As with Hatters, now that our own favourite retired accountant has come out in favour of the windfall tax we can confidently reject it of course.
The arguments for a windfall tax on energy companies are complex. I am in favour of such a tax at this time.
However, there\’s something vastly more interesting in his post (as well as the usual extremely odd argumentation).
We often hear about the incidence argument of corporation tax, which says that all tax burdens are eventually suffered by people. In extremis, I do of course agree (although I also argue that as the tax is used to change the people who pay the burden it remains important that it is charged).
Excellent! At last some reality is penetrating. Over the past few months he\’s moved from entirely denying the tax incidence argument, through claiming it only works in a closed economy (Brrrring! Fail! It works in an open one, not a closed one!) to accepting it.
As I say, good, however, we now need to look at the second part, the bit in parentheses.
Because the studies done on the incidence of the corporate income tax (what we call corporation tax) are all pretty much in agreement.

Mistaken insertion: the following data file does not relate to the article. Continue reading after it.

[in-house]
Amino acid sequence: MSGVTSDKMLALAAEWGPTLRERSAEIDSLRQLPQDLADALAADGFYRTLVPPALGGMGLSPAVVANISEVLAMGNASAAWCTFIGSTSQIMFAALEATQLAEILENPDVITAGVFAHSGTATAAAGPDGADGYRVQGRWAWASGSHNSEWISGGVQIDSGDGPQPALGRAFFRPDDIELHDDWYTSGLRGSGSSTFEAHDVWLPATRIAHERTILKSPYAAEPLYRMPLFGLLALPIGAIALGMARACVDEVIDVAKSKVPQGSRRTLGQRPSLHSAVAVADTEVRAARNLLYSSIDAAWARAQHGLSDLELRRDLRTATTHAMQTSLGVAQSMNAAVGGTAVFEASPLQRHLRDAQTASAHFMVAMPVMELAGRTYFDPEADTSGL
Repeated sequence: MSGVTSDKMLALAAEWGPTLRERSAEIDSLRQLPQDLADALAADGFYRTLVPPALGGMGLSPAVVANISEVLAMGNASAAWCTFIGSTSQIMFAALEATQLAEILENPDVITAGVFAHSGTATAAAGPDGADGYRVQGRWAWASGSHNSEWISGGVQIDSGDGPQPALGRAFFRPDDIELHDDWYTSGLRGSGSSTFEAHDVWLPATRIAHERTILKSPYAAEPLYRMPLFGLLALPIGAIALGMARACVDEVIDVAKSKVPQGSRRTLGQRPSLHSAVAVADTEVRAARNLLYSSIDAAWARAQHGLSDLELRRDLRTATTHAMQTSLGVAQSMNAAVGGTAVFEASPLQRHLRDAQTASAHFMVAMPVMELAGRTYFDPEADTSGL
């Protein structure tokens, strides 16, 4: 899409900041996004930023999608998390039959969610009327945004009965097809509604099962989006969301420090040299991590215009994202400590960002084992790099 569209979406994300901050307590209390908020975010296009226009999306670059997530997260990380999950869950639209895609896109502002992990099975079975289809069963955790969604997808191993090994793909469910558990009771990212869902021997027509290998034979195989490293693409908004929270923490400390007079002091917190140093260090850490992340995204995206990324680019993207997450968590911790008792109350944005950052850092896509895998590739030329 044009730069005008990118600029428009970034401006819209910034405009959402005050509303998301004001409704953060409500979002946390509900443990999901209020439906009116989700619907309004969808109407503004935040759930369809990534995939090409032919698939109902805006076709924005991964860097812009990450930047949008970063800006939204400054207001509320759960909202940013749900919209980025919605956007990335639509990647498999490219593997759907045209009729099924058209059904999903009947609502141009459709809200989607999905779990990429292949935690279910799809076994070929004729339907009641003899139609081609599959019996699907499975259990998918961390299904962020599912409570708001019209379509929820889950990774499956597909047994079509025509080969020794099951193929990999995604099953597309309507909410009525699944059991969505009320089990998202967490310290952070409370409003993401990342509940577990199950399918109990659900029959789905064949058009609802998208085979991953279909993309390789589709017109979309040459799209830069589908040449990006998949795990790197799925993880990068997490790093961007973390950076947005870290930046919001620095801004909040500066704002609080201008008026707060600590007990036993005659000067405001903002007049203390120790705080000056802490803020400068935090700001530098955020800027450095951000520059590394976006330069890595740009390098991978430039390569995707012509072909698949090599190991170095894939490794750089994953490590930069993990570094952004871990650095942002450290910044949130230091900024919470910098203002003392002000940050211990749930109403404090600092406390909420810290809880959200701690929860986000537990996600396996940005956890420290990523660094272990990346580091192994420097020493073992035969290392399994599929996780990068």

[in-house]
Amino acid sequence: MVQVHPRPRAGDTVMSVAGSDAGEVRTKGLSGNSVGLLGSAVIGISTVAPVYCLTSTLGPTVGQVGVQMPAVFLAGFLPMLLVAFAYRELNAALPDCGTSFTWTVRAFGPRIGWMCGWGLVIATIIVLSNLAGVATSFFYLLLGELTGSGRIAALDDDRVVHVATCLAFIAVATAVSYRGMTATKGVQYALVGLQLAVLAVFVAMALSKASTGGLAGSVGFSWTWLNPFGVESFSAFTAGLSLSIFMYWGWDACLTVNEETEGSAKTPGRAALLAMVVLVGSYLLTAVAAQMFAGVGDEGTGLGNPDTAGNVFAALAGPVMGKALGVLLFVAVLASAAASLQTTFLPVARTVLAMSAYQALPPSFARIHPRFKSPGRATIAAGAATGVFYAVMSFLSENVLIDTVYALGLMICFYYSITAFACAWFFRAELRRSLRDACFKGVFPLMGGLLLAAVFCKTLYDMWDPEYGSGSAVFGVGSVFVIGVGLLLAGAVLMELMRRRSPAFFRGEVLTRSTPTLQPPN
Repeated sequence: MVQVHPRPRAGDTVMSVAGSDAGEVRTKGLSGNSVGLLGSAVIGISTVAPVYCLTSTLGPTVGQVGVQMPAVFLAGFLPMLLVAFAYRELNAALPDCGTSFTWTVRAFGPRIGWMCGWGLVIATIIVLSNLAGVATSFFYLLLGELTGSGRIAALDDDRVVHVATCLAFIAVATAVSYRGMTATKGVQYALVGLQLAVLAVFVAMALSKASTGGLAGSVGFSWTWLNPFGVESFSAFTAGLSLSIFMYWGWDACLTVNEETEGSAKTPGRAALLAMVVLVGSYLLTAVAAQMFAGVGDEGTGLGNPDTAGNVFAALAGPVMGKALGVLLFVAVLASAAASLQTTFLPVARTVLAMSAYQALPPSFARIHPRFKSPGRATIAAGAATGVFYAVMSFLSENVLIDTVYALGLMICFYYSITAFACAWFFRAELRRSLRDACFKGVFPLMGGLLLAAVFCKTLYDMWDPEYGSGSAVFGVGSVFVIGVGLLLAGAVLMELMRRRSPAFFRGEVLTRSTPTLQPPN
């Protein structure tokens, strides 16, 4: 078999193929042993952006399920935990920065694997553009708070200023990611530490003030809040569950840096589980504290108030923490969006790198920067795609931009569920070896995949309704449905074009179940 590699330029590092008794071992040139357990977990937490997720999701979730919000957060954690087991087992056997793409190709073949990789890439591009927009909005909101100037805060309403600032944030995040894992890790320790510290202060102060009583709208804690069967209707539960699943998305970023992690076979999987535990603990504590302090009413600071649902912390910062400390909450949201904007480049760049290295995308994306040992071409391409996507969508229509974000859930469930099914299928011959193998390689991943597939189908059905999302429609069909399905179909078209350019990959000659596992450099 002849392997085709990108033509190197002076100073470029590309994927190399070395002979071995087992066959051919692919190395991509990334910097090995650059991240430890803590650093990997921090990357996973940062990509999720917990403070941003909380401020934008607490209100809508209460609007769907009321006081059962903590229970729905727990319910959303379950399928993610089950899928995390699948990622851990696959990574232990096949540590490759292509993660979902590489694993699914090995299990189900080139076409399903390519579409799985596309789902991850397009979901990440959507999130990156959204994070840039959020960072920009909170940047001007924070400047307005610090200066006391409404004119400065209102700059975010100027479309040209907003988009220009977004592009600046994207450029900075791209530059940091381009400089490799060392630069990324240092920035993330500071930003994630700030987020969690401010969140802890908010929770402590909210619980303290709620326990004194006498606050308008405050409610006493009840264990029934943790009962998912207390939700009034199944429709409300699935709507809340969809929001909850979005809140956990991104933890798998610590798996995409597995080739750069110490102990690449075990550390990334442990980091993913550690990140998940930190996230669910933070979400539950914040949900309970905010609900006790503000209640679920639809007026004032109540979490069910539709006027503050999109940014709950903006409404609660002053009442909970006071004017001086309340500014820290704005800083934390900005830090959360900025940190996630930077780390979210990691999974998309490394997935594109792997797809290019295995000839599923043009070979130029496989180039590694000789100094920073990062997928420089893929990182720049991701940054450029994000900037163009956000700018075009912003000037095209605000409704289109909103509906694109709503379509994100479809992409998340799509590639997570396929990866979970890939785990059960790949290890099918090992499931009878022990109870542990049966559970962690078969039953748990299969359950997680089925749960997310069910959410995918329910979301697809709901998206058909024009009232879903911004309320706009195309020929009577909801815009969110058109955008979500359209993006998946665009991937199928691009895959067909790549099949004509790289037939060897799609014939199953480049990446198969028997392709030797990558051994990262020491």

In theory, it\’s going to be some combination of the workers, in the form of lower wages, the customers, in the form of higher prices and the investors in the form of lower returns. Quite how that split actually works is an empirical question. One you\’ve got to go out and calculate.
Now, the one that I use here is a study done by the Congressional Budget Office over in the US. They\’re as close to bipartisan as we\’re going to get.
Their answer, in the US economy, is that workers bear 70% of the burden.
Isn\’t that lovely? We\’re attempting to make the returns to capital pay the tax. The outcome is that the returns to labour pay the majority of it.
Yes, corporation tax does indeed change the people who pay it: that\’s exactly why we don\’t want to have it. It changes who pays it from those we would like to pay it to those who don\’t.
What would be a better system is simply to abolish corporation tax altogether. Dividends would be taxed, as now, as income at the marginal rate of the recipient. Retained profits, ones which are reinvested, would not be taxed at all. To balance the system we could tax capital gains at the same rate as marginal income.
We\’d save gargantuan amounts in paperwork. We\’d also save huge amounts because attempting to avoid corporation tax skews investment decisions and best of all, the workers would be better off.
Which is what we want of course.
In short, it\’s precisely because corporation tax does change who pays the tax that we want to abolish it.